Sunday, October 26, 2014

Pug Love

One of life's strange and wonderful piece of thread that has been woven through my life is pug love. I do not have a pug. But literally, everyone I know, or whom I am very close to, has a pug. Or pugs. They seem to arrive in plurals with  most families. From my parents to best girlfriends, long term friends, neighbors and employers, pugs have circled me in their snorting wheezing loving rump roast ways since I can remember. There was a sliver of time that I thought seriously about having one of my own but then remembered I enjoyed privacy, going out alone, sleeping, and generally having a modicum of independence and that pretty much disappears if puglets live with you. So I got a cat.

But I do love painting them. They make for a darling muse and over the top happy customer who ever purchases a pug painting. They are a breed (clients) unto themselves. I remember browsing in one of those pet-centric gourmet dog boutiques in Seattle a few years back, the kind where you can buy magnets to tea towels with your breed stitched and plastered on it…pithy sayings on cross walk signs specific to your mutt and the like. The owner was chatty and informed me that she really didn't need all the merchandise for the other breeds, pug inventory alone would keep her in business. I laughed as I looked in my hand to see a magnetic fridge grocery list and salt and pepper shakers, both shaped in form of fawn pugs. She had me. It was true. We spent some time analyzing and laughing why pug people open their wallets so easily while other breeds are content to have fridges and homes and office desks clear of clutter and imagery of Fido. There was no one answer but all these years later, I think of that moment and here I am, painting these creatures, my fastest selling, most inquired about pet portrait and I don't analyze any more. I'm grateful for the subject. The Pugnacious Puglet. The muse that invited herself in, got comfy and stayed for awhile. xo

"Blue Ribbon Pug" 11x17", framed.  Available at ElizabethW, Carmel, CA .831.626.3892

Thursday, October 23, 2014


There are some pieces that are stories under stories, paintings under paintings and are the journey, not the destination. I offer you Exhibit A: "Grow", 24x36". This was inspired by an international illustration contest I was encouraged to enter. Encouraged because it was hosted by an art rep that specializes in small business illustrators, artists and out of the box painters like myself and has an excellent reputation in placing these artists with book deals, licensing gigs and all types of artistic opportunities that I would very much like to be knocking at my door. The theme was "Terrariums". Any kind. Any style. Any theme. Take the word and run with it, baby! There are easily 5-10 versions underneath this painting as I got started, got turned around, discouraged, excited again, rinse repeat. I worked on it for weeks. I'd let it breathe, go back, work on a corner, paint over, re-read contest instructions and on it went, until the night before the deadline. Read between the lines: I really really really cared about this piece. And this is the vulnerable truthy part that makes this painting so sweet and raw for me. I thought I had a chance of placing in this contest. Maybe not the winner, okay, most likely not the winner, but based on other artists, genres, the history of artists this rep works with, it was a darn good fit for me and I had my cheerleader pom poms shaking pretty good in anticipation of making…oh, top 50? But that's not what happened. I did not place. I got a rejection letter. It stung. But guess what, I'm in the rejection business! If you write, paint, do anything creative for a living and put it out to the world for purchase or feedback….you will, I will, get rejected. Not gonna lie. This particular rejection hurt. Fellow contestants, previous winners and the artistic community involved with this agency are my peeps, my peers and I felt mighty exposed going out on this limb to have my fruit fall hard on the ground. Splat. I licked my wounds. I did retreat. The following weeks and months after The Rejection (I capitalize it now, melodrama is part of the artistic temperament) I stopped painting. Not flat out hand across the forehead I'll-never-paint-again-declaration. Just busy. Busy and bored and defeated and lazy and uninspired and any other excuse to not do the thing that I need to do. I have a part-time job, I run a greeting card business, I have life responsibilities, painting seemed frivolous, time consuming and a luxury. I looked at "Grow" daily. It hung in my entryway, a reminder to not give up but somehow also haunted me. Days later, packing for a trip to San Francisco, I loaded up my car with paintings for ElizabethW in Carmel that sells my paintings and although this big piece was not an ideal fit for them, I packed it anyway, hoping they would consider it.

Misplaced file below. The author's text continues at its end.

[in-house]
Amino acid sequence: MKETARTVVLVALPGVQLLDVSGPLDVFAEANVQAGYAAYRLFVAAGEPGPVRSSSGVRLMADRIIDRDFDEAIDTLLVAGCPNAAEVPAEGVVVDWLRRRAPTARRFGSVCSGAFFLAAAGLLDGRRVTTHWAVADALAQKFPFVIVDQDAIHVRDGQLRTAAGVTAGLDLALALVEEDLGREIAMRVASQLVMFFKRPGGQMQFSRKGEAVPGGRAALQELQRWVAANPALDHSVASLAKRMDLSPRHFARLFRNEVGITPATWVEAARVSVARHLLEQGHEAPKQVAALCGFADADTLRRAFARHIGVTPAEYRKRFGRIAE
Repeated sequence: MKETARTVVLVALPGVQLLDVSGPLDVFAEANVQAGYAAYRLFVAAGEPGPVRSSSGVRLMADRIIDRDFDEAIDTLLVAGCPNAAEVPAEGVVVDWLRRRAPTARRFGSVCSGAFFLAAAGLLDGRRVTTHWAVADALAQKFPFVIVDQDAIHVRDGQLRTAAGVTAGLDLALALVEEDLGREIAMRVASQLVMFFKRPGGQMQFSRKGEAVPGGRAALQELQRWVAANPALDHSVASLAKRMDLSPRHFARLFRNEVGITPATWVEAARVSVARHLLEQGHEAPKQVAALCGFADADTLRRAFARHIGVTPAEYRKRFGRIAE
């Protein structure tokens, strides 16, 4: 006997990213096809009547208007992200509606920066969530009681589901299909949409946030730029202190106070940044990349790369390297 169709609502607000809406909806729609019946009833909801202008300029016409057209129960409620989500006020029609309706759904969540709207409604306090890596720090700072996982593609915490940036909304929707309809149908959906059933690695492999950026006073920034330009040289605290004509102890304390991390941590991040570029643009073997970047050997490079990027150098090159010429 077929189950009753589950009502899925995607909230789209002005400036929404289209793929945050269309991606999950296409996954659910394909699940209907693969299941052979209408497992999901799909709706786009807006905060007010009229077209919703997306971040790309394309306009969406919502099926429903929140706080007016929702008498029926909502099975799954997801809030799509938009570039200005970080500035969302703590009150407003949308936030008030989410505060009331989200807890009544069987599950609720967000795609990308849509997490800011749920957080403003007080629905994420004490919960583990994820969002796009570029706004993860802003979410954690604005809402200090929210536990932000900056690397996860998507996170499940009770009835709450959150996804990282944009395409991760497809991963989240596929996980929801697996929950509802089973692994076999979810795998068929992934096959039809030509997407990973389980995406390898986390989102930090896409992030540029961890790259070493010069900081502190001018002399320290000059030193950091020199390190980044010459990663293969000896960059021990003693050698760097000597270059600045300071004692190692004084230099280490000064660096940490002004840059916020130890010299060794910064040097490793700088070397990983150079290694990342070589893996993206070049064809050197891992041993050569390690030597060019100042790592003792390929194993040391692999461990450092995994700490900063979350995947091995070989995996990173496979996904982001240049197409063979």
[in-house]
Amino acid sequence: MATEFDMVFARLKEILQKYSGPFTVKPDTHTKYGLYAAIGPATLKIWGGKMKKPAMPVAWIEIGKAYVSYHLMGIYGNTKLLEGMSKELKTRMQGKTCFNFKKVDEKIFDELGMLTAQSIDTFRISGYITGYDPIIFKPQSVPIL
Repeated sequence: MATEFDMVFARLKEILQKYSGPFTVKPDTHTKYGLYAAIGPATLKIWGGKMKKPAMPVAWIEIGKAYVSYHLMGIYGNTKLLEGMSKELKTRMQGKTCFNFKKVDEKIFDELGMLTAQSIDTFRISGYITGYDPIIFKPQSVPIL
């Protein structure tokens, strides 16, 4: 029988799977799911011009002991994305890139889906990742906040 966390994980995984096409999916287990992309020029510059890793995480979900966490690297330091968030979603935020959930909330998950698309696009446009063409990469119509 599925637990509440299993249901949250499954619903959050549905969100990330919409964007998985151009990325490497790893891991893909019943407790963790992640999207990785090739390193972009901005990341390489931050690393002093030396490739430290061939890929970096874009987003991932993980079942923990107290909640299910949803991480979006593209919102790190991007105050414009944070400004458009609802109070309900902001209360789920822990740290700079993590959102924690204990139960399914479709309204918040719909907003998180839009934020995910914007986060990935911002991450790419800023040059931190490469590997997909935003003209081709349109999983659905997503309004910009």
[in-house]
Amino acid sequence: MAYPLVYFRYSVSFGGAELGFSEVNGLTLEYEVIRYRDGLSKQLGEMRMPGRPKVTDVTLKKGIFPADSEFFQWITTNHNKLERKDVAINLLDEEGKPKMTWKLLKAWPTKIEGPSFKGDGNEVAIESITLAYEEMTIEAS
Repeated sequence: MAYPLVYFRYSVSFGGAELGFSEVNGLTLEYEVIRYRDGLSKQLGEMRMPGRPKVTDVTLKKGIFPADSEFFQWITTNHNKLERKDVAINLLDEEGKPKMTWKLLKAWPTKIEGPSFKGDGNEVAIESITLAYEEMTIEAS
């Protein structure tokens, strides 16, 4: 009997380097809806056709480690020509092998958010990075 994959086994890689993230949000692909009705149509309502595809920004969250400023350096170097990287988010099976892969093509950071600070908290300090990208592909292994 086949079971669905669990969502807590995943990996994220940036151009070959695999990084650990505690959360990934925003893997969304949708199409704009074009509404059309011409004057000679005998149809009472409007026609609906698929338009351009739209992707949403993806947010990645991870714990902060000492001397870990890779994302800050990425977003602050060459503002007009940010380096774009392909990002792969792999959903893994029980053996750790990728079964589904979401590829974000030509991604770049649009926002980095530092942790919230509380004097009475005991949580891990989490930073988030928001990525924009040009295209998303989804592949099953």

And then the universe decided to throw me a softball. On one of my San Francisco visits, a dear old friend-employer-soulmate-art collector was flipping through my deck of new cards and stopped at "Grow" and said, I love that. What happened to it? Did you sell it? Where did it end up? And wouldn't you know. That one painting of all the paintings of all the cards in all my…well, you get it, just happened to be in the trunk of my car. In his parking lot. For him to purchase. Because he wanted to buy it. Because he loved it. That minute. And that's why I keep doing what I'm doing. Because once in a while the rejections turn into acceptance and doors that shut can swing open the opposite direction. Just when you least expect it. xo

"Grow" 24x36" SOLD